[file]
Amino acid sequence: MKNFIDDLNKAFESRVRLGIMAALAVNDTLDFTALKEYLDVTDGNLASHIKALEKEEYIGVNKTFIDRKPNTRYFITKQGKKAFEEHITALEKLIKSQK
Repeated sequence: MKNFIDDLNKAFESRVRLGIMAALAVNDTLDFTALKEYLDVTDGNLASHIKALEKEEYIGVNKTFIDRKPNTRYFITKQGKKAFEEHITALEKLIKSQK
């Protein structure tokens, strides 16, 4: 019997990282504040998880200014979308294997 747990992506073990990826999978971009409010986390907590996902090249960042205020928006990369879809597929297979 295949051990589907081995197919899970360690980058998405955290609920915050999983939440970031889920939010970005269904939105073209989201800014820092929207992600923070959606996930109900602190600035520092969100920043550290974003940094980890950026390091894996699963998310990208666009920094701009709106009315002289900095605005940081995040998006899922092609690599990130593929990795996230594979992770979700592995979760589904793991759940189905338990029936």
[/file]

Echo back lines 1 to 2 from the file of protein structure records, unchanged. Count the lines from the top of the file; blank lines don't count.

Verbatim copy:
Amino acid sequence: MKNFIDDLNKAFESRVRLGIMAALAVNDTLDFTALKEYLDVTDGNLASHIKALEKEEYIGVNKTFIDRKPNTRYFITKQGKKAFEEHITALEKLIKSQK
Repeated sequence: MKNFIDDLNKAFESRVRLGIMAALAVNDTLDFTALKEYLDVTDGNLASHIKALEKEEYIGVNKTFIDRKPNTRYFITKQGKKAFEEHITALEKLIKSQK